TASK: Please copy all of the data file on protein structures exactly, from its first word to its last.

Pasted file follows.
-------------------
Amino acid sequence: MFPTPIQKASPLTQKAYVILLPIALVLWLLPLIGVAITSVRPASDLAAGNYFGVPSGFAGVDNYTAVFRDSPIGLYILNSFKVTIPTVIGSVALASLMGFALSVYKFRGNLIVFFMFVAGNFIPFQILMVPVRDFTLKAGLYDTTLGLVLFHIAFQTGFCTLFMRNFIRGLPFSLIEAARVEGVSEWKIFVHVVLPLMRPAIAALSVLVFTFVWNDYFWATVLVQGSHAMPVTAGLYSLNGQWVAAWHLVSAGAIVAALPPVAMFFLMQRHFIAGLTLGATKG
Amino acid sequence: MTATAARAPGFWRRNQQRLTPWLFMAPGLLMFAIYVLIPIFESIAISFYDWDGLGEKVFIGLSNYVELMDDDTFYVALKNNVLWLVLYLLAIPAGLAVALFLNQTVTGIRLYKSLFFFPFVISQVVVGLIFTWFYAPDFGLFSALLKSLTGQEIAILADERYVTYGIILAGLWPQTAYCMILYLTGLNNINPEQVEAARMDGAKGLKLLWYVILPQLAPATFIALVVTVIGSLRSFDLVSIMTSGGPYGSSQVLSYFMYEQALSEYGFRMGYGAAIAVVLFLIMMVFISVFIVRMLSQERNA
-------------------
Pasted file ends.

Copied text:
Amino acid sequence: MFPTPIQKASPLTQKAYVILLPIALVLWLLPLIGVAITSVRPASDLAAGNYFGVPSGFAGVDNYTAVFRDSPIGLYILNSFKVTIPTVIGSVALASLMGFALSVYKFRGNLIVFFMFVAGNFIPFQILMVPVRDFTLKAGLYDTTLGLVLFHIAFQTGFCTLFMRNFIRGLPFSLIEAARVEGVSEWKIFVHVVLPLMRPAIAALSVLVFTFVWNDYFWATVLVQGSHAMPVTAGLYSLNGQWVAAWHLVSAGAIVAALPPVAMFFLMQRHFIAGLTLGATKG
Amino acid sequence: MTATAARAPGFWRRNQQRLTPWLFMAPGLLMFAIYVLIPIFESIAISFYDWDGLGEKVFIGLSNYVELMDDDTFYVALKNNVLWLVLYLLAIPAGLAVALFLNQTVTGIRLYKSLFFFPFVISQVVVGLIFTWFYAPDFGLFSALLKSLTGQEIAILADERYVTYGIILAGLWPQTAYCMILYLTGLNNINPEQVEAARMDGAKGLKLLWYVILPQLAPATFIALVVTVIGSLRSFDLVSIMTSGGPYGSSQVLSYFMYEQALSEYGFRMGYGAAIAVVLFLIMMVFISVFIVRMLSQERNA